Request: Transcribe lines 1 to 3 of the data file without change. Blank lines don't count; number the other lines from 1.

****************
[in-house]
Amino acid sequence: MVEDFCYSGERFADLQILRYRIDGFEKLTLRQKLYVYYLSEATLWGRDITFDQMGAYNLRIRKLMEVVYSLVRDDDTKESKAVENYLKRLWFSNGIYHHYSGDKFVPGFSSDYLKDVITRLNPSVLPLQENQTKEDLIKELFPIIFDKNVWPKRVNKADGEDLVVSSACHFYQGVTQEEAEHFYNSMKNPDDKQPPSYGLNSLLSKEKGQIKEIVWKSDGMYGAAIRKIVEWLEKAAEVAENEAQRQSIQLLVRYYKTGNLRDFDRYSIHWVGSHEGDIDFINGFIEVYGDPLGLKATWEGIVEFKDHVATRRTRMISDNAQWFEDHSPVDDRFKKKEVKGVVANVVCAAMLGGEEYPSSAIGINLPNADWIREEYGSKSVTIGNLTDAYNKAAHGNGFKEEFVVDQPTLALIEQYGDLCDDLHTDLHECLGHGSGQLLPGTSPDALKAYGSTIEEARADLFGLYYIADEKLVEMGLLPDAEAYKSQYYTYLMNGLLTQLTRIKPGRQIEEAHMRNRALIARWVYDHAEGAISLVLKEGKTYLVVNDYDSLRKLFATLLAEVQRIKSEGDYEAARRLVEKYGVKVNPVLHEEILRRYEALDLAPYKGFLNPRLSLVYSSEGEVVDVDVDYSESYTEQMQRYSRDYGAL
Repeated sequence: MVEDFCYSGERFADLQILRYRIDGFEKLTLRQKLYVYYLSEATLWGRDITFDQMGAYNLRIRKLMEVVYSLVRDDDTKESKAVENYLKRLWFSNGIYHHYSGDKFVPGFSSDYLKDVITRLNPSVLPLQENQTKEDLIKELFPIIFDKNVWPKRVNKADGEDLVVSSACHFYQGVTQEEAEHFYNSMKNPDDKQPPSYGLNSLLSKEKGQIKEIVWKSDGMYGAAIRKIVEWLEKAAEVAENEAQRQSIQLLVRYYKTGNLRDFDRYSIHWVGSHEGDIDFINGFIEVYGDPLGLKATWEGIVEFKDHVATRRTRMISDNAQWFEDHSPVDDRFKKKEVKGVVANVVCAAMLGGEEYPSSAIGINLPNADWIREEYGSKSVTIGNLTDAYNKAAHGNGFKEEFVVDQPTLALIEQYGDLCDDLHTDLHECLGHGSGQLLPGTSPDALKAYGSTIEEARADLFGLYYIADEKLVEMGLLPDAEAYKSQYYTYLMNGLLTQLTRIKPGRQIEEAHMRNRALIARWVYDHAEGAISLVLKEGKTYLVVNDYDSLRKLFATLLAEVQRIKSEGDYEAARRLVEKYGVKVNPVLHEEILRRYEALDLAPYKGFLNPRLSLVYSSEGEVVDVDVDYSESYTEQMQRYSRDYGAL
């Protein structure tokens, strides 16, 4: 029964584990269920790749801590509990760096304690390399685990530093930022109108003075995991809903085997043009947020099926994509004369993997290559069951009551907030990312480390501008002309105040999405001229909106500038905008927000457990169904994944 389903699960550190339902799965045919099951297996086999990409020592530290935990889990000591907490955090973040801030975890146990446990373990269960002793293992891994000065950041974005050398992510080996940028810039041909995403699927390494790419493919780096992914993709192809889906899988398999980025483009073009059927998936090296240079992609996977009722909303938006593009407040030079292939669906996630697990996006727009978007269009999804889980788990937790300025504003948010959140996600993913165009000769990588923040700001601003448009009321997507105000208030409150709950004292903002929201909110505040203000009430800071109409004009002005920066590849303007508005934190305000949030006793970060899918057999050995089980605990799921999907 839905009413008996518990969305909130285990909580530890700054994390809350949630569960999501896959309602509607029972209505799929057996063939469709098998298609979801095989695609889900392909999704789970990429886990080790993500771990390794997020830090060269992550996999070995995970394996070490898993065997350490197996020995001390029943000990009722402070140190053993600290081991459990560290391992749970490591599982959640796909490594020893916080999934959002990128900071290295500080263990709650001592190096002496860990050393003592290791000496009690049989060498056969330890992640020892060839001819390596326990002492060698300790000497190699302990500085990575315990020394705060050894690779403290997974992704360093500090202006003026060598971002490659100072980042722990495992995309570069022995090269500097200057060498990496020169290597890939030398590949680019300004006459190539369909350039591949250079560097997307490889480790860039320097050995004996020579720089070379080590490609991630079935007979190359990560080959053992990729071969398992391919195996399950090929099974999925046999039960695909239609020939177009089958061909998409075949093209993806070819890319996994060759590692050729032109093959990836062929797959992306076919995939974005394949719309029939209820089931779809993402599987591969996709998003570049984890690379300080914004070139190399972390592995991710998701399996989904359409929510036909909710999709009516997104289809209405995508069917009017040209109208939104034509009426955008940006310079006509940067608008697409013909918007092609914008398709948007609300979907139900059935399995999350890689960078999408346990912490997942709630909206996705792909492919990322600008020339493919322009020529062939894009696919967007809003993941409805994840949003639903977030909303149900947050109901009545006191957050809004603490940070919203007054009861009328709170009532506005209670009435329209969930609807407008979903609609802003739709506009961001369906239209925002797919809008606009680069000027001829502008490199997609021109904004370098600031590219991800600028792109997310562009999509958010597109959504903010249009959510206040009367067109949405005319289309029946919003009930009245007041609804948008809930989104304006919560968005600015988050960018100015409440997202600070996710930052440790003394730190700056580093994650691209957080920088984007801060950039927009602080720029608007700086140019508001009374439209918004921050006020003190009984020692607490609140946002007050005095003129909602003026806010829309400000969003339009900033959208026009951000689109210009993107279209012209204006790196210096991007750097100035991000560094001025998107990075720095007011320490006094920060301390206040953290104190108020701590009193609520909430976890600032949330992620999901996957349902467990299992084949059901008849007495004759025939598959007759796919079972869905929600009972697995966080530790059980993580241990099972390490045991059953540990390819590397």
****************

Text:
[in-house]
Amino acid sequence: MVEDFCYSGERFADLQILRYRIDGFEKLTLRQKLYVYYLSEATLWGRDITFDQMGAYNLRIRKLMEVVYSLVRDDDTKESKAVENYLKRLWFSNGIYHHYSGDKFVPGFSSDYLKDVITRLNPSVLPLQENQTKEDLIKELFPIIFDKNVWPKRVNKADGEDLVVSSACHFYQGVTQEEAEHFYNSMKNPDDKQPPSYGLNSLLSKEKGQIKEIVWKSDGMYGAAIRKIVEWLEKAAEVAENEAQRQSIQLLVRYYKTGNLRDFDRYSIHWVGSHEGDIDFINGFIEVYGDPLGLKATWEGIVEFKDHVATRRTRMISDNAQWFEDHSPVDDRFKKKEVKGVVANVVCAAMLGGEEYPSSAIGINLPNADWIREEYGSKSVTIGNLTDAYNKAAHGNGFKEEFVVDQPTLALIEQYGDLCDDLHTDLHECLGHGSGQLLPGTSPDALKAYGSTIEEARADLFGLYYIADEKLVEMGLLPDAEAYKSQYYTYLMNGLLTQLTRIKPGRQIEEAHMRNRALIARWVYDHAEGAISLVLKEGKTYLVVNDYDSLRKLFATLLAEVQRIKSEGDYEAARRLVEKYGVKVNPVLHEEILRRYEALDLAPYKGFLNPRLSLVYSSEGEVVDVDVDYSESYTEQMQRYSRDYGAL
Repeated sequence: MVEDFCYSGERFADLQILRYRIDGFEKLTLRQKLYVYYLSEATLWGRDITFDQMGAYNLRIRKLMEVVYSLVRDDDTKESKAVENYLKRLWFSNGIYHHYSGDKFVPGFSSDYLKDVITRLNPSVLPLQENQTKEDLIKELFPIIFDKNVWPKRVNKADGEDLVVSSACHFYQGVTQEEAEHFYNSMKNPDDKQPPSYGLNSLLSKEKGQIKEIVWKSDGMYGAAIRKIVEWLEKAAEVAENEAQRQSIQLLVRYYKTGNLRDFDRYSIHWVGSHEGDIDFINGFIEVYGDPLGLKATWEGIVEFKDHVATRRTRMISDNAQWFEDHSPVDDRFKKKEVKGVVANVVCAAMLGGEEYPSSAIGINLPNADWIREEYGSKSVTIGNLTDAYNKAAHGNGFKEEFVVDQPTLALIEQYGDLCDDLHTDLHECLGHGSGQLLPGTSPDALKAYGSTIEEARADLFGLYYIADEKLVEMGLLPDAEAYKSQYYTYLMNGLLTQLTRIKPGRQIEEAHMRNRALIARWVYDHAEGAISLVLKEGKTYLVVNDYDSLRKLFATLLAEVQRIKSEGDYEAARRLVEKYGVKVNPVLHEEILRRYEALDLAPYKGFLNPRLSLVYSSEGEVVDVDVDYSESYTEQMQRYSRDYGAL